11 Ways to Make Your New Year Lucky With These Traditions from Around the World

Some of these will feel really good, after the chaotic 2020 we've endured

champagne and flutes on ice

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As the clock strikes midnight around the world on December 31, countries following the Gregorian calendar will usher in a New Year. It’s safe to say that it feels well past time to bid 2020 adieu. We might not know what the future holds, but it’s hard to imagine anything crazier than these past 365 days of a global pandemic, UFO sightings, murder hornets, and Tiger King.

While navigating the close of this particularly strange chapter, we’re finding ourselves wondering just how best to say goodbye to 2020 and welcome 2021? Sure, if we’re all staying home to stay safe, there are some New Year’s Eve traditions that we can expect to remain, especially for anyone celebrating in the US. Fireworks, champagne, a glittery ball drop, and maybe a midnight kiss are all to be expected. But around the world, countries and cultures all have their own ways to ring in the New Year, and we’re eyeing up the ones that we can adopt and test out for ourselves.

We’ve sourced some of the best global celebrations that are meant to bring good luck in love, health, and prosperity for the year ahead. And best of all, some can easily be done at home.

  • 01 of 11

    Eat Grapes

    platter of green grapes

    Reka Biro-Horvath / Unsplash

    In Spain, they eat one grape for each chime of the clock at midnight, all in the name of 12 lucky months ahead.

    In the Philippines, they follow a similar tradition. Some will also eat 12 grapes at midnight, but anything round is said to bring good luck for the New Year. This is because the circular shape is meant to represent coins and invite prosperity. Some will create centerpieces made of round fruits to adorn their tables, while others dress in polka dots.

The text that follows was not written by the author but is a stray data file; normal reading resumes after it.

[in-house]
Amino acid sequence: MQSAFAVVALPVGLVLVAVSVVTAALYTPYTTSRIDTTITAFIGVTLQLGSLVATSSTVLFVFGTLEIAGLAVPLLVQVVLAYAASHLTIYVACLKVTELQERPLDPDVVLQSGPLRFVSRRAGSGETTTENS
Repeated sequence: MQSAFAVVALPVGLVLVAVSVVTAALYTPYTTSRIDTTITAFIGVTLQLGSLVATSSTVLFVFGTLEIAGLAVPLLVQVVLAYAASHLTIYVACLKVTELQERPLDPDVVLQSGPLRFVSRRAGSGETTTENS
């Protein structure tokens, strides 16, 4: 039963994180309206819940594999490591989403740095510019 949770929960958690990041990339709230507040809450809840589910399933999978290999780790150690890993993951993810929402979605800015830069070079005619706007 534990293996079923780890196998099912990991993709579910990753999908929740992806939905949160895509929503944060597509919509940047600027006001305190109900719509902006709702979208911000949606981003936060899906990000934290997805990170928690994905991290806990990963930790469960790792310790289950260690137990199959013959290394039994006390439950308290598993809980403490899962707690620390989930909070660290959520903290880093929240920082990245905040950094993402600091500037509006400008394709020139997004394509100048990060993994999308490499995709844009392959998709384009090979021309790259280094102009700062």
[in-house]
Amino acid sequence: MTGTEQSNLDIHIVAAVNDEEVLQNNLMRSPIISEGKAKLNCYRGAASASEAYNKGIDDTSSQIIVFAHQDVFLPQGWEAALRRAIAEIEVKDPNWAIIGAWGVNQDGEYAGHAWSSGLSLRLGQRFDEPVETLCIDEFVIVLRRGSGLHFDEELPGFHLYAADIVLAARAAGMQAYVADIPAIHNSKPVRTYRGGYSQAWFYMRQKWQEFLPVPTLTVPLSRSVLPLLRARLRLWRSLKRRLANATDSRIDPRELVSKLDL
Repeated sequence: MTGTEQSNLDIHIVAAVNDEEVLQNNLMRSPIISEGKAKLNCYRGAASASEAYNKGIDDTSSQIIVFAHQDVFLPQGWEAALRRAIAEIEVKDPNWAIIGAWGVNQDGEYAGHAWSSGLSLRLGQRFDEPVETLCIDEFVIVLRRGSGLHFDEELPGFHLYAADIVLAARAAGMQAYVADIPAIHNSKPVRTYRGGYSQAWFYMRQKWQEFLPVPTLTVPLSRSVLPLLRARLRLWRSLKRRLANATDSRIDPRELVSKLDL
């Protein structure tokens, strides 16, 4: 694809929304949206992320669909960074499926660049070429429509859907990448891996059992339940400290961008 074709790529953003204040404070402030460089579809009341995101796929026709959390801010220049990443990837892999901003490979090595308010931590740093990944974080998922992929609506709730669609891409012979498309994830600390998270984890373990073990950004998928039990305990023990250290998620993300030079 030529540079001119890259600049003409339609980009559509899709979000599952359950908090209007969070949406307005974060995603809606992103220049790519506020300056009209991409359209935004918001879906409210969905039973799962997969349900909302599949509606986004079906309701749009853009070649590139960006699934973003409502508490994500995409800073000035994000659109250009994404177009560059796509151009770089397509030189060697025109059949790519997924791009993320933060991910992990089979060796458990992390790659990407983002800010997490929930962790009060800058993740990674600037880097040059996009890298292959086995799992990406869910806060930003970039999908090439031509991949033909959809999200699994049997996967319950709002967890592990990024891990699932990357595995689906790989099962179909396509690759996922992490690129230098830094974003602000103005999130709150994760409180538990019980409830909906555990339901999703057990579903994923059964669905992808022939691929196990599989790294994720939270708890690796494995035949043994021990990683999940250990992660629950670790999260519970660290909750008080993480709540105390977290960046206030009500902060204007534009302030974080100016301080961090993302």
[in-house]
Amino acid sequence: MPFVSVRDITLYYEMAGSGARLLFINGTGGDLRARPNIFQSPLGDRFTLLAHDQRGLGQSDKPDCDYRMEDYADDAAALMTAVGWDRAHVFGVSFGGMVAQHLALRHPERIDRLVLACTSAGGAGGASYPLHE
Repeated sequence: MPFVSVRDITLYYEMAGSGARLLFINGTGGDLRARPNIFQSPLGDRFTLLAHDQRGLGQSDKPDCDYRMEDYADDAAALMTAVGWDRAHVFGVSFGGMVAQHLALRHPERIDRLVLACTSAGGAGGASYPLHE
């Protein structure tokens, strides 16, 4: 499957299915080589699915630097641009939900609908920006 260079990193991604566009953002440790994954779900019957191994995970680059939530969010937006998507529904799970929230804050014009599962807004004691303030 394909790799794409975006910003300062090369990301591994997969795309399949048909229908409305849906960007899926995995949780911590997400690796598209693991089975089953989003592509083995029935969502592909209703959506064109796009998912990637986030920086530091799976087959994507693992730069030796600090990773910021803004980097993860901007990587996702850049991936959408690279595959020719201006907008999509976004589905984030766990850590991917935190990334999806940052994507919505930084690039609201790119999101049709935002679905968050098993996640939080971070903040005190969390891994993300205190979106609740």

• 02 of 11

    Smash Something

    smashed plate on doorstep

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    In Denmark, revelers smash unused plates on their doorstep for good luck, while in Johannesburg, people throw furniture out the windows to signify their new start. Think of it as a very literal interpretation of “out with the old, in with the new.” 

  • 03 of 11

    Read the Signs

    tin melting for fortune telling

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    In Finland, as a way to predict the future, people cast molten tin in water and wait for the metal to harden. Once a shape is formed, they look for the signs. A heart might mean love, while the shape of a ship might mean travel. It’s like reading tea leaves for the hardcore.

  • 04 of 11

    Get Dressed Up

    child in bear costume

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    In Romania, people dress as bears—protectors and healers of Romanian lore. While in costume, they dance to scare away the evil spirits, ensuring a happy and healthy future.

    Continue to 5 of 11 below.
  • 05 of 11

    Ring the Bells

    bells